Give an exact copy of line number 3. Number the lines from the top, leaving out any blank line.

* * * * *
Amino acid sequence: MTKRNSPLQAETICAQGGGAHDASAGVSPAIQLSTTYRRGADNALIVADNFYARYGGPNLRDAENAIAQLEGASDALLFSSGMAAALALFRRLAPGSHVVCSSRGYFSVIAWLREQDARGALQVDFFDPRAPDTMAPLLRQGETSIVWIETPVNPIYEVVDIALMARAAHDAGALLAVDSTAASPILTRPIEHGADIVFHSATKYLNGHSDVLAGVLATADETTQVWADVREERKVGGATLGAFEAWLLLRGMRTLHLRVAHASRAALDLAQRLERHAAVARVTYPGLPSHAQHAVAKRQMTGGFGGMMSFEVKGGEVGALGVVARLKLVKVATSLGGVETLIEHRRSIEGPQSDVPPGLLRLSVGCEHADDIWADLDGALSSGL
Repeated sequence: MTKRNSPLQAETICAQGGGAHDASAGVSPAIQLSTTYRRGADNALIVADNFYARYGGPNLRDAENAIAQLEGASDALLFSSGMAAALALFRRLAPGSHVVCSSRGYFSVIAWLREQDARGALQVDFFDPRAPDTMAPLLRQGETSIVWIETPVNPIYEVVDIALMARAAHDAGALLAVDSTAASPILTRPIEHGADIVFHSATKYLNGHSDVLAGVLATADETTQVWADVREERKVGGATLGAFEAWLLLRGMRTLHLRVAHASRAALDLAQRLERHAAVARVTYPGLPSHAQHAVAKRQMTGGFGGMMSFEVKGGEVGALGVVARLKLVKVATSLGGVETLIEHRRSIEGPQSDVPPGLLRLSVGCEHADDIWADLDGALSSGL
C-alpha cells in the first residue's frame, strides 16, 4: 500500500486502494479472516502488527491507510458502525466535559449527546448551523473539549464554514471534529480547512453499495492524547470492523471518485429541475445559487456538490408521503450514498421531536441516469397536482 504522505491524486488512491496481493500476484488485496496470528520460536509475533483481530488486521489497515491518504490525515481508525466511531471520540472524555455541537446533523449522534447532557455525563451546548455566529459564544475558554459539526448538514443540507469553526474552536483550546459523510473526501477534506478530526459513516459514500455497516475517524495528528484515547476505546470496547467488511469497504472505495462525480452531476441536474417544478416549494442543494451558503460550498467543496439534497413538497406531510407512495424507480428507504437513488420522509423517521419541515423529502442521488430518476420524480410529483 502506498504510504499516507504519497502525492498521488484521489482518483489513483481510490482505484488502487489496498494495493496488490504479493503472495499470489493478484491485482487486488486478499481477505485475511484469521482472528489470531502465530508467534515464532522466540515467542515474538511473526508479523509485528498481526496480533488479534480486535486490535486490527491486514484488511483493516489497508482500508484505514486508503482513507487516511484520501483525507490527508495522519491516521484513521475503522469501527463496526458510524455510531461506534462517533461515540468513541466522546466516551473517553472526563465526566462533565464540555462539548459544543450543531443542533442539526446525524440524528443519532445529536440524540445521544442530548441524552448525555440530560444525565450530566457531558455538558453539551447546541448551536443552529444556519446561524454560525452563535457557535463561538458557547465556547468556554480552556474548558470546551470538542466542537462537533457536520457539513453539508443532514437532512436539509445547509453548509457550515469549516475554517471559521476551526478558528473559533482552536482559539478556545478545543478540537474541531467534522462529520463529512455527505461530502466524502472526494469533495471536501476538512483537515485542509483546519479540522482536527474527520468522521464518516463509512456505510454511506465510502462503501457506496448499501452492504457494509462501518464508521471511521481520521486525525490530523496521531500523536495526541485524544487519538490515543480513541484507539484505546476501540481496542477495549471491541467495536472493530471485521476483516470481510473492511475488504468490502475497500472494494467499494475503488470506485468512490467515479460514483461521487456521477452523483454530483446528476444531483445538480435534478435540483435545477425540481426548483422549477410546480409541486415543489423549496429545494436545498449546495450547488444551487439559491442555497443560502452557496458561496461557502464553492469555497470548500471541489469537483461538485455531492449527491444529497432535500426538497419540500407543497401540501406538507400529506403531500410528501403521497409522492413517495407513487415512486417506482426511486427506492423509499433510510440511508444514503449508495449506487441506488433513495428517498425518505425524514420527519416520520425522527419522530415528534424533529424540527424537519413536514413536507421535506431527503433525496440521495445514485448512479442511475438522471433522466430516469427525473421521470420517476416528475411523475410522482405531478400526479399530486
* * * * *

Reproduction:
C-alpha cells in the first residue's frame, strides 16, 4: 500500500486502494479472516502488527491507510458502525466535559449527546448551523473539549464554514471534529480547512453499495492524547470492523471518485429541475445559487456538490408521503450514498421531536441516469397536482 504522505491524486488512491496481493500476484488485496496470528520460536509475533483481530488486521489497515491518504490525515481508525466511531471520540472524555455541537446533523449522534447532557455525563451546548455566529459564544475558554459539526448538514443540507469553526474552536483550546459523510473526501477534506478530526459513516459514500455497516475517524495528528484515547476505546470496547467488511469497504472505495462525480452531476441536474417544478416549494442543494451558503460550498467543496439534497413538497406531510407512495424507480428507504437513488420522509423517521419541515423529502442521488430518476420524480410529483 502506498504510504499516507504519497502525492498521488484521489482518483489513483481510490482505484488502487489496498494495493496488490504479493503472495499470489493478484491485482487486488486478499481477505485475511484469521482472528489470531502465530508467534515464532522466540515467542515474538511473526508479523509485528498481526496480533488479534480486535486490535486490527491486514484488511483493516489497508482500508484505514486508503482513507487516511484520501483525507490527508495522519491516521484513521475503522469501527463496526458510524455510531461506534462517533461515540468513541466522546466516551473517553472526563465526566462533565464540555462539548459544543450543531443542533442539526446525524440524528443519532445529536440524540445521544442530548441524552448525555440530560444525565450530566457531558455538558453539551447546541448551536443552529444556519446561524454560525452563535457557535463561538458557547465556547468556554480552556474548558470546551470538542466542537462537533457536520457539513453539508443532514437532512436539509445547509453548509457550515469549516475554517471559521476551526478558528473559533482552536482559539478556545478545543478540537474541531467534522462529520463529512455527505461530502466524502472526494469533495471536501476538512483537515485542509483546519479540522482536527474527520468522521464518516463509512456505510454511506465510502462503501457506496448499501452492504457494509462501518464508521471511521481520521486525525490530523496521531500523536495526541485524544487519538490515543480513541484507539484505546476501540481496542477495549471491541467495536472493530471485521476483516470481510473492511475488504468490502475497500472494494467499494475503488470506485468512490467515479460514483461521487456521477452523483454530483446528476444531483445538480435534478435540483435545477425540481426548483422549477410546480409541486415543489423549496429545494436545498449546495450547488444551487439559491442555497443560502452557496458561496461557502464553492469555497470548500471541489469537483461538485455531492449527491444529497432535500426538497419540500407543497401540501406538507400529506403531500410528501403521497409522492413517495407513487415512486417506482426511486427506492423509499433510510440511508444514503449508495449506487441506488433513495428517498425518505425524514420527519416520520425522527419522530415528534424533529424540527424537519413536514413536507421535506431527503433525496440521495445514485448512479442511475438522471433522466430516469427525473421521470420517476416528475411523475410522482405531478400526479399530486